DIY Ladybird House: Build a Safe Haven for These Adorable Insects

  • By: TheWalledNursery
  • Time to read: 4 min.
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Ladybirds, also known as ladybugs, are some of the most beloved insects in the world. Not only do they add color to gardens, but they also help control pests by eating aphids and other harmful insects.

If you want to attract these beneficial insects to your garden, consider building a DIY ladybird house.

In this article, we’ll show you how to build a ladybird house step by step, including the materials you’ll need and the best location to place it.

What Materials Do You Need?

Before you start building, make sure you have all the necessary materials:

  • A wooden box or an empty plastic container (size should be at least 20cm x 10cm x 10cm)
  • Twigs or sticks (about 10cm in length)
  • Dried leaves
  • Corrugated cardboard
  • Drill or hammer and nails
  • Fine mesh or insect netting
  • Paint or varnish (optional)

Step-by-Step Guide to Building a Ladybird House

Follow these simple steps to build your own ladybird house:

Step 1: Prepare the Box

Take the wooden box or plastic container and make a few small holes in the base to allow for drainage. This is important to prevent the box from becoming too damp, which can harm the ladybirds.

Step 2: Add Sticks and Leaves

Place a handful of twigs and dried leaves at the bottom of the box. The ladybirds will use these materials to hide and rest.

Step 3: Cut Cardboard

Cut a few pieces of corrugated cardboard into small rectangles, around 7cm x 10cm in size.

Step 4: Make Holes in Cardboard

Make several small holes in the cardboard pieces using a drill or hammer and nails. The holes should be large enough for the ladybirds to crawl through but not too big to allow predators to enter.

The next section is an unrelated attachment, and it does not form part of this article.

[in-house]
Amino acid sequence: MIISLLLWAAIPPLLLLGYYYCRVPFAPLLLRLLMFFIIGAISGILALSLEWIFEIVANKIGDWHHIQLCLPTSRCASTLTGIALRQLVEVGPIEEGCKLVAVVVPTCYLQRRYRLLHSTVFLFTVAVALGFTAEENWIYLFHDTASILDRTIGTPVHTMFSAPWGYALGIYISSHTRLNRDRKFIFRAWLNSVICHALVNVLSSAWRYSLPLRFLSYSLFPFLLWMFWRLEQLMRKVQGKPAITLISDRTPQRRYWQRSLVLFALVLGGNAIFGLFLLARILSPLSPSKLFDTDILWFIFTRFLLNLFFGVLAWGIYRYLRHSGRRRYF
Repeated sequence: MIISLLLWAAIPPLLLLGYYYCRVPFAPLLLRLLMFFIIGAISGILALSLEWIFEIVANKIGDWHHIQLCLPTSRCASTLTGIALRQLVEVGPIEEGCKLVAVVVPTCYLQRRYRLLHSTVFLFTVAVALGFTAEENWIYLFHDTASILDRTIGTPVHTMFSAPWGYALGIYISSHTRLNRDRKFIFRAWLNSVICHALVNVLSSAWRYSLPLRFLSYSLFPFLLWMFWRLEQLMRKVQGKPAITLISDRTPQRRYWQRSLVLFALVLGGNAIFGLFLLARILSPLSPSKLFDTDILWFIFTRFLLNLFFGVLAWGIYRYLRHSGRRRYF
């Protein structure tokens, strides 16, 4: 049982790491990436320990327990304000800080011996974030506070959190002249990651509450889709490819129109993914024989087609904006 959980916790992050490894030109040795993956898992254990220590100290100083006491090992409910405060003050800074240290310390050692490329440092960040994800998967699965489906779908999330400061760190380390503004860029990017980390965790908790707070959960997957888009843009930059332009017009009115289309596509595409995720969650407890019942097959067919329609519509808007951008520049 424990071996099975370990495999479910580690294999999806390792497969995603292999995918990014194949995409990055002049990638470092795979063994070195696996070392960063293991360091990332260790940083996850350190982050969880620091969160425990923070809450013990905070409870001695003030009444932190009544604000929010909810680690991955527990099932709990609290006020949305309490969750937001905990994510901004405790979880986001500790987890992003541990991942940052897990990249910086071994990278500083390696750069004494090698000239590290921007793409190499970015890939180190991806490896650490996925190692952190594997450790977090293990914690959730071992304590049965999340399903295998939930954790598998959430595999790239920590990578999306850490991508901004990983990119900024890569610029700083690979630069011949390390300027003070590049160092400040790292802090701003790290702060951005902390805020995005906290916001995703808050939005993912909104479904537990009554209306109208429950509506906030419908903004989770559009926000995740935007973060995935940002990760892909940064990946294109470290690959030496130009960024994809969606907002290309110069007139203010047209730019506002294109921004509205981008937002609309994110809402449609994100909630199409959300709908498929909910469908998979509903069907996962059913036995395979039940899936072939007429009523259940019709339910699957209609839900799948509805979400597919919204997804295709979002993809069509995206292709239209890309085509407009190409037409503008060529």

Step 5: Arrange the Cardboard

Place the cardboard pieces in the box, leaning them against the sides. Make sure the holes in the cardboard face towards the center of the box.

Step 6: Cover the Box

Cover the box with fine mesh or insect netting to keep predators away. You can also paint or varnish the box to protect it from the elements.

Step 7: Choose a Location

Choose a location for the ladybird house that is sheltered from wind and rain, and where it will receive plenty of sunlight. The best place to put it is in a garden, near flowers and plants.

Benefits of Building a Ladybird House

Building a ladybird house has many benefits, including:

  • Attracting ladybirds to your garden to control pests naturally
  • Encouraging biodiversity in your garden
  • Providing a safe and warm place for ladybirds to hide and rest during the winter months
  • Educational and fun DIY project for children and adults alike

How do I know if ladybirds are using the house?

You may notice ladybirds crawling in and out of the holes in the cardboard or see them resting on the twigs and leaves inside the box.

Do I need to clean the ladybird house?

It’s best to leave the ladybird house undisturbed, as they will clean it themselves. However, if you notice any mold or other problems, you can clean it with a damp cloth.

What is the best time of year to build a ladybird house?

The best time to build a ladybird house is in the spring or summer, as this is when the ladybirds are most active.

Can I buy a pre-made ladybird house?

Yes, pre-made ladybird houses are available in garden centers and online. However, building your own DIY ladybird house is a fun and rewarding project that allows you to customize the design and size to fit your needs.

What other insects can benefit from a ladybird house?

Other beneficial insects such as lacewings, hoverflies, and parasitic wasps may also use the ladybird house as a safe haven.


Building a DIY ladybird house is a simple and enjoyable project that can provide a safe and warm home for these adorable insects.

By following the steps outlined in this article, you can create a custom ladybird house that fits perfectly in your garden and helps control pests naturally.

Plus, it’s a great way to teach children about the importance of biodiversity and conservation. So why not give it a try and see the ladybirds flock to your garden?